Particulate Pollution Justice in Low Resourced Informal Settlements in Nairobi
Air pollution from Particulate Matter of diameter below 2.5 micrometers (PM2.5) poses greater risk to health than any other air pollutant. The ways in which exposure to PM2.5 in Nairobi’s informal dwellings might constitute injustice is not well understood. The research team hypothesises that PM2.5 justice in low resourced settlements can be shaped by recognition of the PM2.5 impacts of policies; distributive justice; and occupant participation. The team aims to investigate PM2.5 (in)justice in a representative settlement; and move the evidence into policy actions and occupant participation towards better air quality. The objectives are to: (i) analyse Kenya’s energy, spatial and air quality policies for potential PM2.5 injustices; (ii) design and evaluate the impacts of architectural retrofits and occupant participation to indoor PM2.5 in dwellings; (iii) engage policy makers and enforcers; (iv) train and disseminate findings. The overall goal is to reduce particulate exposure and protect respiratory health.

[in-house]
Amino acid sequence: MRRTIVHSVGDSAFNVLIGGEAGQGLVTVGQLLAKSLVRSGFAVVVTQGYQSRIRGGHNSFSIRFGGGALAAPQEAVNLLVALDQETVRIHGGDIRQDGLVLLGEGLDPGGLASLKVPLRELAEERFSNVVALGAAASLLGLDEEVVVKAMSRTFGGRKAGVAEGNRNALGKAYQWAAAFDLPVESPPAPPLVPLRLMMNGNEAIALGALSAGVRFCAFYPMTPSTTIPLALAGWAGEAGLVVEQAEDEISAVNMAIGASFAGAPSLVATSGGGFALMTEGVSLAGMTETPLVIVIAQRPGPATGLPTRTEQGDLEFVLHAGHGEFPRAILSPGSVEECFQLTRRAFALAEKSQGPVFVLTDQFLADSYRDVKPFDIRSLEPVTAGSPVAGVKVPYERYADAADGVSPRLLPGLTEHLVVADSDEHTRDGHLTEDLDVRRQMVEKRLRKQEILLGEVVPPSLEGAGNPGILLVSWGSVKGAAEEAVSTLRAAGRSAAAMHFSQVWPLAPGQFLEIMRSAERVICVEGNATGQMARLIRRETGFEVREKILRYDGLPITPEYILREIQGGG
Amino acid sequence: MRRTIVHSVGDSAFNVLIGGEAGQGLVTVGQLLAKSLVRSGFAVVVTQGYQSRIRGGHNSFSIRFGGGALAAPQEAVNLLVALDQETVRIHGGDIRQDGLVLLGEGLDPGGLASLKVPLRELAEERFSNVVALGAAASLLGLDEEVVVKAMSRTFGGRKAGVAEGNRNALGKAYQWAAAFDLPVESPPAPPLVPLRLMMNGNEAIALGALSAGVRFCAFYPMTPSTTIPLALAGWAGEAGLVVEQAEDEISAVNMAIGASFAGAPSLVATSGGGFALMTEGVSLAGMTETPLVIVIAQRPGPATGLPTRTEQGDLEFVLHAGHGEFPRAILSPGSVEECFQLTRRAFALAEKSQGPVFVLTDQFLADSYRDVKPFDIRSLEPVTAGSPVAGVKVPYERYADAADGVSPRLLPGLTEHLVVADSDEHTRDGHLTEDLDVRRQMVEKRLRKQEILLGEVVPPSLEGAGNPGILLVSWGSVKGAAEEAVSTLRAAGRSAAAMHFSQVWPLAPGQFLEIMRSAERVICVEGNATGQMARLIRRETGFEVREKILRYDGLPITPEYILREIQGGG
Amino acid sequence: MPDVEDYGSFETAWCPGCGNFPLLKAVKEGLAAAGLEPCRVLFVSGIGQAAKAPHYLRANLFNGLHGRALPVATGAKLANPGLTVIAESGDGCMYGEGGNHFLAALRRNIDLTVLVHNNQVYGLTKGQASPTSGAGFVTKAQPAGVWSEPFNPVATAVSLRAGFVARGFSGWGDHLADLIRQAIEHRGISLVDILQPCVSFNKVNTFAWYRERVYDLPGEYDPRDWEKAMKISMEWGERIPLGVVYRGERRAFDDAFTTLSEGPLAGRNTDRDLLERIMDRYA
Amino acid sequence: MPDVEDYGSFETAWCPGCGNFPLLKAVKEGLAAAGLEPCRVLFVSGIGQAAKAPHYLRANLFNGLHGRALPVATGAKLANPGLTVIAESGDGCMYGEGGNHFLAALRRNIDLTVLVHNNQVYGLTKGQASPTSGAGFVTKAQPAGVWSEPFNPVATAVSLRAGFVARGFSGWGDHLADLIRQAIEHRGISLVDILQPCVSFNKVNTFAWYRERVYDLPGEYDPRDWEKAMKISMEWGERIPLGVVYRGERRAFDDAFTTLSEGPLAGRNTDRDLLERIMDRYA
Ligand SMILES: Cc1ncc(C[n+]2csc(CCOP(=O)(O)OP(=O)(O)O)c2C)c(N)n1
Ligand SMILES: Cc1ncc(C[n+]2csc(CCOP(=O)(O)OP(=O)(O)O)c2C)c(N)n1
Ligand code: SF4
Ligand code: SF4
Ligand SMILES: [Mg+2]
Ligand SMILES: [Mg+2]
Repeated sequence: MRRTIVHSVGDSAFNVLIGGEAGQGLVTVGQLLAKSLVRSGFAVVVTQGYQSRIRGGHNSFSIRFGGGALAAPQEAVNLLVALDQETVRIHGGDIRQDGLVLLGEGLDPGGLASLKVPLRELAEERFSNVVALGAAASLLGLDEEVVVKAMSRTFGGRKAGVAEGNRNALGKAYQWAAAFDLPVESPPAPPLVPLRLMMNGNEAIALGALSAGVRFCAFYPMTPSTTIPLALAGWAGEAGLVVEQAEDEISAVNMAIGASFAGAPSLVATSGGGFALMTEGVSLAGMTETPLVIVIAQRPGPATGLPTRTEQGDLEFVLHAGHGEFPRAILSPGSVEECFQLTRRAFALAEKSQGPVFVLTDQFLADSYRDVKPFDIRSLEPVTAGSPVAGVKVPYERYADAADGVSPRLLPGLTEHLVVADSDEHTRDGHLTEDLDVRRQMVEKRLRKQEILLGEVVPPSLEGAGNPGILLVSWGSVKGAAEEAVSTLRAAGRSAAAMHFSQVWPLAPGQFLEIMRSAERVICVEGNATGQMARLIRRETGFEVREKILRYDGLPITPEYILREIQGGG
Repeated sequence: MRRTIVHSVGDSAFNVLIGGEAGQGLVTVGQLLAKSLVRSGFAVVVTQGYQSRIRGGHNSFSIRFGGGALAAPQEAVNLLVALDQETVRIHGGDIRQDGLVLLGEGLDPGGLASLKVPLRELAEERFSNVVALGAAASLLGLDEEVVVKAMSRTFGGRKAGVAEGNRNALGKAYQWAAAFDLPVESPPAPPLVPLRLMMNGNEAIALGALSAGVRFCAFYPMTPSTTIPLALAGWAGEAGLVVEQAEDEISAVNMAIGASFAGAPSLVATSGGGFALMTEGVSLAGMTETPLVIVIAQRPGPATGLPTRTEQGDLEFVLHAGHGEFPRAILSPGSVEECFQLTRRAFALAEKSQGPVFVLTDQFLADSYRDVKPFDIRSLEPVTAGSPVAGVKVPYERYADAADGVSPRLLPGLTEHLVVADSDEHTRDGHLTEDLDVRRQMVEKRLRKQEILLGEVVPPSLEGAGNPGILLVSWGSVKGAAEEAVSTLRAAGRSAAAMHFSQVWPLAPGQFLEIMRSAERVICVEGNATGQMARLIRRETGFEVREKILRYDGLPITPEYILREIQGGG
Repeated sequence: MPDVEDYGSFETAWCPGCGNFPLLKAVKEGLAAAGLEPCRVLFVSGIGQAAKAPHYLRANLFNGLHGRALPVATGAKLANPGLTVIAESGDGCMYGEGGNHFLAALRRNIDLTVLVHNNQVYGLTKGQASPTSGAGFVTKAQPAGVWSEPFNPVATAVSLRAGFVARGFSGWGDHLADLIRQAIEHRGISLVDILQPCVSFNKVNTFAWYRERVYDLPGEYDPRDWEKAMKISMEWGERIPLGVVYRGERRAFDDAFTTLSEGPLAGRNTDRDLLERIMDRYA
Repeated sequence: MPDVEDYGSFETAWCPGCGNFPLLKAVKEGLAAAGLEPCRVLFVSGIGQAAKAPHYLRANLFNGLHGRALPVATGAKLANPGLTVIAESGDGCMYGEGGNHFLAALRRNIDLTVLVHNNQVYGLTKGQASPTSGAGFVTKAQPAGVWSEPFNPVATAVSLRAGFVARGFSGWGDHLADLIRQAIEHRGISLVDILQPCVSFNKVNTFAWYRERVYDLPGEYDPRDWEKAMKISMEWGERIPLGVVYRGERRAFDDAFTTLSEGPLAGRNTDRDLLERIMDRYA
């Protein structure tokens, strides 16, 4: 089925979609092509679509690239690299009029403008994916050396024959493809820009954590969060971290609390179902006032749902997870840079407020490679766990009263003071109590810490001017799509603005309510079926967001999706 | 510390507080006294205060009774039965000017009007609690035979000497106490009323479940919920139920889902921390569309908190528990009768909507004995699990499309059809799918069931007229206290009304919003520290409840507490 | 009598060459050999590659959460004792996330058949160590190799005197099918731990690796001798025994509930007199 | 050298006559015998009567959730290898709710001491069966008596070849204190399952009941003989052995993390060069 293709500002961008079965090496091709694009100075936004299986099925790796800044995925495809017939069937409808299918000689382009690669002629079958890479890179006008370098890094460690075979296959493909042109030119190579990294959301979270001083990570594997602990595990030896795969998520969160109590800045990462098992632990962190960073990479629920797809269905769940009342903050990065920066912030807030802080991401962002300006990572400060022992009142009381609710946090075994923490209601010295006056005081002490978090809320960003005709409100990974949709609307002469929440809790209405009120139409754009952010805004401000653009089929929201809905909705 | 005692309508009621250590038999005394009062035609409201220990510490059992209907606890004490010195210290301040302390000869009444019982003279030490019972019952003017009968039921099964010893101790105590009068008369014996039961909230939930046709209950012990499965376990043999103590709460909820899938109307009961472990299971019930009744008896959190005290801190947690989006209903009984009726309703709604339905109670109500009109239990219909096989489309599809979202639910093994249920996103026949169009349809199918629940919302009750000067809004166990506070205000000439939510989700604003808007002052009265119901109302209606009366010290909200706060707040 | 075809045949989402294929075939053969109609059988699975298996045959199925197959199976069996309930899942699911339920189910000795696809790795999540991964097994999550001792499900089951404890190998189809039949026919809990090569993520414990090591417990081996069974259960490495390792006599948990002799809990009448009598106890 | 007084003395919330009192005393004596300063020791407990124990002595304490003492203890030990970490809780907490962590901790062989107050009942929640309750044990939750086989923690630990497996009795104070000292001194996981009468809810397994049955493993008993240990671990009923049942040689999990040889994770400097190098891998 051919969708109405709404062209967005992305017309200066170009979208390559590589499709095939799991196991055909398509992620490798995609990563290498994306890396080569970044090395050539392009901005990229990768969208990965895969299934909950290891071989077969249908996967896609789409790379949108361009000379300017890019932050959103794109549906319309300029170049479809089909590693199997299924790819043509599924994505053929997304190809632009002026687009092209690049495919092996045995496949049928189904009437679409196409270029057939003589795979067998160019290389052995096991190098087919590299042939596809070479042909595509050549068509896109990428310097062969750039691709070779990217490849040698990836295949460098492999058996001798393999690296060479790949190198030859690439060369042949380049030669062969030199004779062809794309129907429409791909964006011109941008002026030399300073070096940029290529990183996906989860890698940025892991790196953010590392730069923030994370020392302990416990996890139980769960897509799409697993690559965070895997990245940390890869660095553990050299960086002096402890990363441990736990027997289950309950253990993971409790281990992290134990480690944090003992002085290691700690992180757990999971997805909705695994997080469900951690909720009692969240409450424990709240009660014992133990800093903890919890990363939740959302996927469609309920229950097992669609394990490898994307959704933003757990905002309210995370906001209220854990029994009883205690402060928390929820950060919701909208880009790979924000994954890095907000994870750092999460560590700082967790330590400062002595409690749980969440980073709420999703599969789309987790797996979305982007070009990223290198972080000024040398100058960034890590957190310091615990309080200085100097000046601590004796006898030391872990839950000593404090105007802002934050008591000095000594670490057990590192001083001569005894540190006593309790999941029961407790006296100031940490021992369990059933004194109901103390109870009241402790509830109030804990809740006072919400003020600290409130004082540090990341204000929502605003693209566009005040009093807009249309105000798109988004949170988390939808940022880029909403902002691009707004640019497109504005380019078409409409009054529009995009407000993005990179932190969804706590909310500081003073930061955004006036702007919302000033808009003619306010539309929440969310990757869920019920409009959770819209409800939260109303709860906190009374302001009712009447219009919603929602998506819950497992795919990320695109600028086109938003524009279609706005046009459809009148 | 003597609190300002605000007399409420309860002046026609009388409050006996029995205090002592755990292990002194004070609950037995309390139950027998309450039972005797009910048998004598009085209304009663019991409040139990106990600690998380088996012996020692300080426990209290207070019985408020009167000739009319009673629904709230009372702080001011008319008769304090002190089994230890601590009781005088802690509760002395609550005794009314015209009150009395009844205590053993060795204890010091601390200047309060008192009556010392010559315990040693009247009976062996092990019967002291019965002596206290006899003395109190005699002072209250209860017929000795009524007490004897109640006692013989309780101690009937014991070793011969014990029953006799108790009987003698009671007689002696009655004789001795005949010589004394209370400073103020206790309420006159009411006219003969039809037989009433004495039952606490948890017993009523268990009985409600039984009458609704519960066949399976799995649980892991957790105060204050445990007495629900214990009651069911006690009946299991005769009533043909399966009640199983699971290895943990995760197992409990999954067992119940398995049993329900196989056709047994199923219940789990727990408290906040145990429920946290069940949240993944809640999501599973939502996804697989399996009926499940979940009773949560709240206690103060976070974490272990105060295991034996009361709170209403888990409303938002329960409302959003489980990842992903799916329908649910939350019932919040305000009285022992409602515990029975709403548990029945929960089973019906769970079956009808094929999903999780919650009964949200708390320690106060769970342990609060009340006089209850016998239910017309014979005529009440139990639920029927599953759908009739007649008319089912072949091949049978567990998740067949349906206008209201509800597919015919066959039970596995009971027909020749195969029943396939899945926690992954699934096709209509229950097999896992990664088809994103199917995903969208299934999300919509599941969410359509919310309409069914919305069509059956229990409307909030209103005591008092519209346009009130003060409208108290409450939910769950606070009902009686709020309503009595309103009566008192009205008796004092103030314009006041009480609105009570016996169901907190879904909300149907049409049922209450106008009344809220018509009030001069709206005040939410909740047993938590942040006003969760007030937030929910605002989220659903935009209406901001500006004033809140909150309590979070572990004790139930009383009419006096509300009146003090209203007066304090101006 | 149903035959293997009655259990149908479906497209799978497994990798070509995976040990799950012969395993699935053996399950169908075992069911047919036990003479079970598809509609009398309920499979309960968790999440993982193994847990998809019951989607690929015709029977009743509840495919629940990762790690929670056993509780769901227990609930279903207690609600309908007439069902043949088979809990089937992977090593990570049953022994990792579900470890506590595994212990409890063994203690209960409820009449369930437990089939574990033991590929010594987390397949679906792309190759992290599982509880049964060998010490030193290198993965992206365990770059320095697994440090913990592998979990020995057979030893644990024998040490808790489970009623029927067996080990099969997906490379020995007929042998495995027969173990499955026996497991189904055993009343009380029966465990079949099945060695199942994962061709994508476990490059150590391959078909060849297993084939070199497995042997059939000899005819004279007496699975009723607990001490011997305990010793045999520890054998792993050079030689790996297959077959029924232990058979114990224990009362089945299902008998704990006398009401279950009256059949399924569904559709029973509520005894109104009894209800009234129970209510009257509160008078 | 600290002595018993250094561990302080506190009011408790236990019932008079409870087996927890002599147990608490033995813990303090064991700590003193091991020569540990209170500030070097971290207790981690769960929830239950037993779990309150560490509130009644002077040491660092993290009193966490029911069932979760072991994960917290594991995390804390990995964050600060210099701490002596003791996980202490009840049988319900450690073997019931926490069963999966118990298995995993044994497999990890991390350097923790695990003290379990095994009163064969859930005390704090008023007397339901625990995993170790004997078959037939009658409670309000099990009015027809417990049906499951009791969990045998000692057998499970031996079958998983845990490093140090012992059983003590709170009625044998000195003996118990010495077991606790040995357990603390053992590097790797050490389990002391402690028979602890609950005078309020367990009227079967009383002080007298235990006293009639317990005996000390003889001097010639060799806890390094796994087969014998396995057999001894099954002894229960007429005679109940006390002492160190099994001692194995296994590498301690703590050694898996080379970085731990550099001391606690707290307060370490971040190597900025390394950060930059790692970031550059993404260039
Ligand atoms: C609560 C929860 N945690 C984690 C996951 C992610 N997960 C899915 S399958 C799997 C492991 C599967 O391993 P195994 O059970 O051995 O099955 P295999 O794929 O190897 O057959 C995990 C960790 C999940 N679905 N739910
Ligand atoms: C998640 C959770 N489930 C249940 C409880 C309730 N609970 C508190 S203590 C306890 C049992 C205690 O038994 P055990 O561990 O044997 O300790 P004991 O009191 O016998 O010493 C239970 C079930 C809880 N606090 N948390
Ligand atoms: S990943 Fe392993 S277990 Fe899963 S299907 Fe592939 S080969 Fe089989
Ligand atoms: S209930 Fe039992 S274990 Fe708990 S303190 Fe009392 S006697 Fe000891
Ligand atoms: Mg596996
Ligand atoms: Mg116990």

Dr Filbert Musau, Glasgow School of Art; Dr Mukeku Joseph, University of Nairobi; Professor Albert Mumma, University of Nairobi; Dr Kanyiva Muindi, African Population & Health Research Center, Kenya